|★ APPLICATIONS ★ CREATION GRAPHIQUE ★ The Landscape Creator|Amstrad Computer User) ★|
|The Landscape Creator||Applications Creation Graphique|
This type of exercise helps to demonstrate the sheer power and versatility of the Amstrad.
These pictures were produced by the Landscape Creator, a machine-code program which uses mathematical methods to create detailed coloured landscape views, quickly and spontaneously. The program was designed specially to take full advantage of the excellent graphics on the AMSTRAD machines. I set out to simulate the idea of artistic creativity; the program makes its own decisions about all the variables relating to the sky, mountains, vegetation, lakes, islands, buildings, and then draws the picture.
The sheer number of variables chosen by the program means that the resulting scene gives endless, unexpected, surprises with a wide range of possible colour schemes.
Generally speaking, very little “Computer Art” is actually generated by a computer. In nearly all cases the computer is used as a new medium for drawing, with the computer not actually contributing to the creative process. There are nice graphics packages which make it much easier for the operator to control the results on the screen, but the process is still quite time consuming.
This new approach, which has been a very interesting challenge, is for the program to create its own pictures, using mathematical methods to create the shapes, textures, and arrangements. The program requires a “knowledge” of the subject to be portrayed, i.e. a set of rules about what is a reasonable range for every variable. Not just that, but sets of probabilities for each decision the program might make.
You will have seen excellent colour graphics in many Amstrad games. Usually these graphics make extensive use of “user defined” characters, which are rectangular elements (usually 8x8 pixels) used as building blocks. In contrast to this, the use of mathematical functions and probability theory allows us much greater flexibility, enabling the spontaneous creation of different shapes, giving endless surprises, even to the programmer.
The simplest form of spontaneous art might rearrange a number of graphic shapes - say to rearrange the positions of a man, a dog, a house, and a tree. But this would soon get boring. To simulate the illusion of “creativity”, we have to use a whole hierarchy of subroutines, which build up the scene from the smallest possible elements, with computer decisions at every level of organisation. In this way a colossal number of arrangements is possible. The possible variations can provide visual effects which will give lasting pleasure, and every time the program is run, a different series of pictures is created.
My objective in the Landscape Creator was to have the maximum variety of pictures without contradicting some fundamental facts about landscape structure. The number of calculations involved is astronomical. Just doing a single pixel involves over 50 machine code instructions. Amstrad Basic is very comprehensive and quite fast, but the Landscape Creator has so many calculations to do that machine code is essential. The Amstrad Firmware manual gives the addresses of in-built machine-code routines for plotting. These are easy to use and nicely crashproofed, but the Landscape Creator has its own, even faster plotting routines. Also the arithmetic routines were designed for compactness and speed.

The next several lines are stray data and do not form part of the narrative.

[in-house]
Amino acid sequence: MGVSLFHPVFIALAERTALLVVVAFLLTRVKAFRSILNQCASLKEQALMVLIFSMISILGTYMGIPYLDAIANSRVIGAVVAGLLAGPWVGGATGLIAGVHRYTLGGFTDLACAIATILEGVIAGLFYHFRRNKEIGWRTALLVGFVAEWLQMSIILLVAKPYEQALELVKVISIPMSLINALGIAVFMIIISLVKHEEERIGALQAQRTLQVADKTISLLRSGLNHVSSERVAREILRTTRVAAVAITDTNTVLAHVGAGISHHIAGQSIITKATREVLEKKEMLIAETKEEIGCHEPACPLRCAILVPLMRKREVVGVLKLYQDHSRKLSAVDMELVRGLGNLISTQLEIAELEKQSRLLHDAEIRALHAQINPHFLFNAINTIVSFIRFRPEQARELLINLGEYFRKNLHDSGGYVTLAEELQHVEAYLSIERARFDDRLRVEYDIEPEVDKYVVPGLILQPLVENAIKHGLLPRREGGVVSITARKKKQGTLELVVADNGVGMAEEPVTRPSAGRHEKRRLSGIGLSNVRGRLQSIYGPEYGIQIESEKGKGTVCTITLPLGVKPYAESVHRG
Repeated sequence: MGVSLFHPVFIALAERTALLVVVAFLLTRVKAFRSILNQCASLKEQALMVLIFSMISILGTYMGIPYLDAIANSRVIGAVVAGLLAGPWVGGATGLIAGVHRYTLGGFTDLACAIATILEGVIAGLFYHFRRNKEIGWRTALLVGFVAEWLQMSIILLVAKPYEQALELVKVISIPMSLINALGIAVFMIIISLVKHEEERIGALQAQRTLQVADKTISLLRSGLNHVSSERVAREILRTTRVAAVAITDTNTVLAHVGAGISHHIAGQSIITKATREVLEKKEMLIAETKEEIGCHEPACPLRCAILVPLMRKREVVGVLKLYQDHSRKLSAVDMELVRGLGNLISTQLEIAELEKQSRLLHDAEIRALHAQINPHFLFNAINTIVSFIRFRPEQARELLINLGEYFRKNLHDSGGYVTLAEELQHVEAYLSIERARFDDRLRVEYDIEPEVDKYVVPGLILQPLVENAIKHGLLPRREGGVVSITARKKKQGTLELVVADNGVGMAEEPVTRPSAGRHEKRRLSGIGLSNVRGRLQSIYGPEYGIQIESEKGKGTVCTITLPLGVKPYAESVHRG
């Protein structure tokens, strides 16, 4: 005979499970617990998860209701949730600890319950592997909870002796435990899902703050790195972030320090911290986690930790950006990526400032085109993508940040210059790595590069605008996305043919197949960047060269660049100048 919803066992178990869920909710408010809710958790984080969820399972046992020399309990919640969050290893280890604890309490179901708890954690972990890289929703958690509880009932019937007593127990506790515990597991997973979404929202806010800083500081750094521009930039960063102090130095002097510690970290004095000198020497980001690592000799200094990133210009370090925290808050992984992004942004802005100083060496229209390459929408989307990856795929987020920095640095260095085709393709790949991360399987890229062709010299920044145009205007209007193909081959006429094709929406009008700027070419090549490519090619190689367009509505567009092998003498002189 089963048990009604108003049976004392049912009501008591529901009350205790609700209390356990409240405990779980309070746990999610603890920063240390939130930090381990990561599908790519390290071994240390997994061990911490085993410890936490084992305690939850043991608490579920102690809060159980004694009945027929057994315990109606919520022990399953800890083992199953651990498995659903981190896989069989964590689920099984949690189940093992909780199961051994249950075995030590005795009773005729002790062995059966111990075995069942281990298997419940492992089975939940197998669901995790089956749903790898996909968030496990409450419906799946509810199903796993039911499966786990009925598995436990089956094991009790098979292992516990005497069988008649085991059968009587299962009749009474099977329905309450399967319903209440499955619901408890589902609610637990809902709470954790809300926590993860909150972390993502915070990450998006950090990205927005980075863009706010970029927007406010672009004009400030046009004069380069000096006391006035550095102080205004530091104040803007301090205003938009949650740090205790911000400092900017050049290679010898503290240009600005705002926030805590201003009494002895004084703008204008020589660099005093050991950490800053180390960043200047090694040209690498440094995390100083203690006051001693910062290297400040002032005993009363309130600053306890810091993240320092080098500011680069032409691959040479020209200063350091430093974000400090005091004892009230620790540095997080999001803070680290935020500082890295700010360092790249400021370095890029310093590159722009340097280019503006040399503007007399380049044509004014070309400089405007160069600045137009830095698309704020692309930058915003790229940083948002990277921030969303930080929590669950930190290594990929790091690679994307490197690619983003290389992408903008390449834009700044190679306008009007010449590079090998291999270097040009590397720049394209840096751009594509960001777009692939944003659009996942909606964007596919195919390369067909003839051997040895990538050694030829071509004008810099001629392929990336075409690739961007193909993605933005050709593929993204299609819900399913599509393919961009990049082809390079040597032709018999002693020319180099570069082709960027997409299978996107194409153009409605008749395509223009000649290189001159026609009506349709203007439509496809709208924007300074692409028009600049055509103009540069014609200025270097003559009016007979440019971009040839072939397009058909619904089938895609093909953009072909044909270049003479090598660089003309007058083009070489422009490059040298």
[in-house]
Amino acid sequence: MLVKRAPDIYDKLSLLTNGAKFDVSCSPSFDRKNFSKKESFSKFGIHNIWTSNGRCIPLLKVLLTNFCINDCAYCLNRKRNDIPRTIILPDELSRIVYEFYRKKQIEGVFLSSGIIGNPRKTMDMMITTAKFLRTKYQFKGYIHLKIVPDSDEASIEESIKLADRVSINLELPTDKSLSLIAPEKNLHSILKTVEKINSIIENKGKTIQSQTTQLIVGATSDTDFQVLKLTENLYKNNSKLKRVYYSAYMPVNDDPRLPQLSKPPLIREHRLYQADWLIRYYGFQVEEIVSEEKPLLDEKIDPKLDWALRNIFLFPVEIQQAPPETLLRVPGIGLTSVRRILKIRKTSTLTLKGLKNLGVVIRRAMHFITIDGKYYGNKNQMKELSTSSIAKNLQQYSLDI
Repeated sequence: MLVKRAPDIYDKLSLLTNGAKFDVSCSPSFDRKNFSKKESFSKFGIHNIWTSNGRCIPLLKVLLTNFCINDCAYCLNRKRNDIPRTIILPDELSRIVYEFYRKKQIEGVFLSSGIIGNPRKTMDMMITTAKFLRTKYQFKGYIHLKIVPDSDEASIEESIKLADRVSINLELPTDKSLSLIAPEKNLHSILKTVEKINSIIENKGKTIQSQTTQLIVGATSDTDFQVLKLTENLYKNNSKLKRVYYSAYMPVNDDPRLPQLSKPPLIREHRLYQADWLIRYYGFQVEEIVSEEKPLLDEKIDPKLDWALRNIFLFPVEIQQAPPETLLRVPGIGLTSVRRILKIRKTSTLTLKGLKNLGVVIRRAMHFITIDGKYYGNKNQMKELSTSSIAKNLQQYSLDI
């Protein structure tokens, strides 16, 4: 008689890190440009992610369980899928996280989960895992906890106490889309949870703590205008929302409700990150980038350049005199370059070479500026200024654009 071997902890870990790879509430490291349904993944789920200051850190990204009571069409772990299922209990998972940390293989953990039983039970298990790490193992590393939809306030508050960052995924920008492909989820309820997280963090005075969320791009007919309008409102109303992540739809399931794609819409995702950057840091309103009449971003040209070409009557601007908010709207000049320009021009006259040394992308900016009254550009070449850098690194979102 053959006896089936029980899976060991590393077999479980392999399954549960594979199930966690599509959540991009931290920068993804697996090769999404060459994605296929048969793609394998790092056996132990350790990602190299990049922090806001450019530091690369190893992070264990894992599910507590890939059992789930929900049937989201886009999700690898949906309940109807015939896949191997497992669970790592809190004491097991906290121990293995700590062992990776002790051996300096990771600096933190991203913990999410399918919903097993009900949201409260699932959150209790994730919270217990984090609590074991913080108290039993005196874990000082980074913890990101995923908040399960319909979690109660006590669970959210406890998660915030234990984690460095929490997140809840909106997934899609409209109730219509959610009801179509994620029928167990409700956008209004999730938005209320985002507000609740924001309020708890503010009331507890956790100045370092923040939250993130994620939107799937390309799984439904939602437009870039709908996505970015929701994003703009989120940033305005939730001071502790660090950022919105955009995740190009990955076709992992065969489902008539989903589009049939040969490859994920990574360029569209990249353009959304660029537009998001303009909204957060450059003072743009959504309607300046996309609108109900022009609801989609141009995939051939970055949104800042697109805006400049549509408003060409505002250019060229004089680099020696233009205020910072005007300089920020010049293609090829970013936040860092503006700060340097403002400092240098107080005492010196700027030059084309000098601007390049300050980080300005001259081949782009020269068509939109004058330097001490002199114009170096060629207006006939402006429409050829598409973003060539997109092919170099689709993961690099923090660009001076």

The Amstrad has an excellent set of colours for landscapes. Sixteen colours at one time on the screen - chosen from a magnificent 27. Distant hills might be a mysterious grey or light blue, while the foreground might have much brighter colours with yellow or red flowers. Foliage can be a dark green or a bright green. Water can be a mixture of colours reflecting the hills and sky beyond. A white castle looks very smart against rough green forests or black rocks.
The precise formulation of the fundamental rules of a landscape is a subjective process depending on the geographical area (or planet) and also depending on the eye of the beholder. This is where the human element comes in -and the inspiration for this task came from the Highlands of Scotland and also the English Lake District.
A tremendous advantage of Amstrad graphics is that any pixel can be any colour. You can have 16 colours on screen in Mode 0, with a resolution of 160 pixels horizontally by 200 vertically. For better resolution, Mode 1 gives you 320 horizontally , but only 4 colours. I chose Mode 0 with its much greater range of colours. When I want better resolution horizontally than vertically, I turn the monitor on its side, and swap the x and y axes. Whatever mode you select, any pixel can be any of the available colours. This gives enormous freedom compared with most home computers. When foreground features are drawn they have no interfering effect at all on the background colours.
The real beauty of the idea is that you can sit down and relax and enjoy this kaleido-strad of scenes as the Landscape Creator takes you on a voyage of visual delights. For a change you don't need to push any buttons at all. It is an exciting, hi-tech art form which doesn't interfere with conversation like the telly does. And, every time you run the program you see a new set of pictures. If you take a photograph of a particularly striking view, the probability of someone else getting that same view is incredibly small -1 in 1000 million - so in practice, your picture is unique.
I am producing the Amstrad Landscape Creator doubly recorded on cassette, or a disc version (for either 464 or 664). Send £5 for the cassette version, or £9 for the disc version, to: G. Brian James, 21 Lamond Place, Aberdeen AB2 3UT, Scotland.